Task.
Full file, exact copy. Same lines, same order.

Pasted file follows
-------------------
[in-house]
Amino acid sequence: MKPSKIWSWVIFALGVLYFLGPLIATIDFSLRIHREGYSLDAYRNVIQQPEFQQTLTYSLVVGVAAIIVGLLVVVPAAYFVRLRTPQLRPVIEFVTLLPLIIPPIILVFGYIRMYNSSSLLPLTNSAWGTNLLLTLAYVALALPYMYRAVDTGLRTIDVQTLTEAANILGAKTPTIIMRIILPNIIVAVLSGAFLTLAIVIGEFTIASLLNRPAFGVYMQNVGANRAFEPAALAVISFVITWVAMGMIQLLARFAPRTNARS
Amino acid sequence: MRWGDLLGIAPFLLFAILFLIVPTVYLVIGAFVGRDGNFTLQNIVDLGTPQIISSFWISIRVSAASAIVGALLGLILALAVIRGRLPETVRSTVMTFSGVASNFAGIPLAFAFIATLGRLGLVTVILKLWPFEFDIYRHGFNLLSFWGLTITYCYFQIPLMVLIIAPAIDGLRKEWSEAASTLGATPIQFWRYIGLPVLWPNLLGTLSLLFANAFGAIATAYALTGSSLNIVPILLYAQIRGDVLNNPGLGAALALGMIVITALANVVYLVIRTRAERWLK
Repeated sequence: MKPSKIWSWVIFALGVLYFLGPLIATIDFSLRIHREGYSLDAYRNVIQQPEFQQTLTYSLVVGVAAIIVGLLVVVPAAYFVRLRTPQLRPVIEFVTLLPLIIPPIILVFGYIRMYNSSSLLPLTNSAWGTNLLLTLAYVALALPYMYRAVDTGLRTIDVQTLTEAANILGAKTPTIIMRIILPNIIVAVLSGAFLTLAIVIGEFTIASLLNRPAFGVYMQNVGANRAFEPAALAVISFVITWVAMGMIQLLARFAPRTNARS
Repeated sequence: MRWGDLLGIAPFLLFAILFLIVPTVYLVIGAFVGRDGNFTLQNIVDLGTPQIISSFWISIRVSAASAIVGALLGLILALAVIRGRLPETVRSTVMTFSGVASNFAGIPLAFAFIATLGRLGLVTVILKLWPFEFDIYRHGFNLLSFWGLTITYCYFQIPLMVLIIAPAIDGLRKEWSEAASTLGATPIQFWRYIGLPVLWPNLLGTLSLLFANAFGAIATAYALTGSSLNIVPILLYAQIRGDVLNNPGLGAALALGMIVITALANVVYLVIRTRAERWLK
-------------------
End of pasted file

[in-house]
Amino acid sequence: MKPSKIWSWVIFALGVLYFLGPLIATIDFSLRIHREGYSLDAYRNVIQQPEFQQTLTYSLVVGVAAIIVGLLVVVPAAYFVRLRTPQLRPVIEFVTLLPLIIPPIILVFGYIRMYNSSSLLPLTNSAWGTNLLLTLAYVALALPYMYRAVDTGLRTIDVQTLTEAANILGAKTPTIIMRIILPNIIVAVLSGAFLTLAIVIGEFTIASLLNRPAFGVYMQNVGANRAFEPAALAVISFVITWVAMGMIQLLARFAPRTNARS
Amino acid sequence: MRWGDLLGIAPFLLFAILFLIVPTVYLVIGAFVGRDGNFTLQNIVDLGTPQIISSFWISIRVSAASAIVGALLGLILALAVIRGRLPETVRSTVMTFSGVASNFAGIPLAFAFIATLGRLGLVTVILKLWPFEFDIYRHGFNLLSFWGLTITYCYFQIPLMVLIIAPAIDGLRKEWSEAASTLGATPIQFWRYIGLPVLWPNLLGTLSLLFANAFGAIATAYALTGSSLNIVPILLYAQIRGDVLNNPGLGAALALGMIVITALANVVYLVIRTRAERWLK
Repeated sequence: MKPSKIWSWVIFALGVLYFLGPLIATIDFSLRIHREGYSLDAYRNVIQQPEFQQTLTYSLVVGVAAIIVGLLVVVPAAYFVRLRTPQLRPVIEFVTLLPLIIPPIILVFGYIRMYNSSSLLPLTNSAWGTNLLLTLAYVALALPYMYRAVDTGLRTIDVQTLTEAANILGAKTPTIIMRIILPNIIVAVLSGAFLTLAIVIGEFTIASLLNRPAFGVYMQNVGANRAFEPAALAVISFVITWVAMGMIQLLARFAPRTNARS
Repeated sequence: MRWGDLLGIAPFLLFAILFLIVPTVYLVIGAFVGRDGNFTLQNIVDLGTPQIISSFWISIRVSAASAIVGALLGLILALAVIRGRLPETVRSTVMTFSGVASNFAGIPLAFAFIATLGRLGLVTVILKLWPFEFDIYRHGFNLLSFWGLTITYCYFQIPLMVLIIAPAIDGLRKEWSEAASTLGATPIQFWRYIGLPVLWPNLLGTLSLLFANAFGAIATAYALTGSSLNIVPILLYAQIRGDVLNNPGLGAALALGMIVITALANVVYLVIRTRAERWLK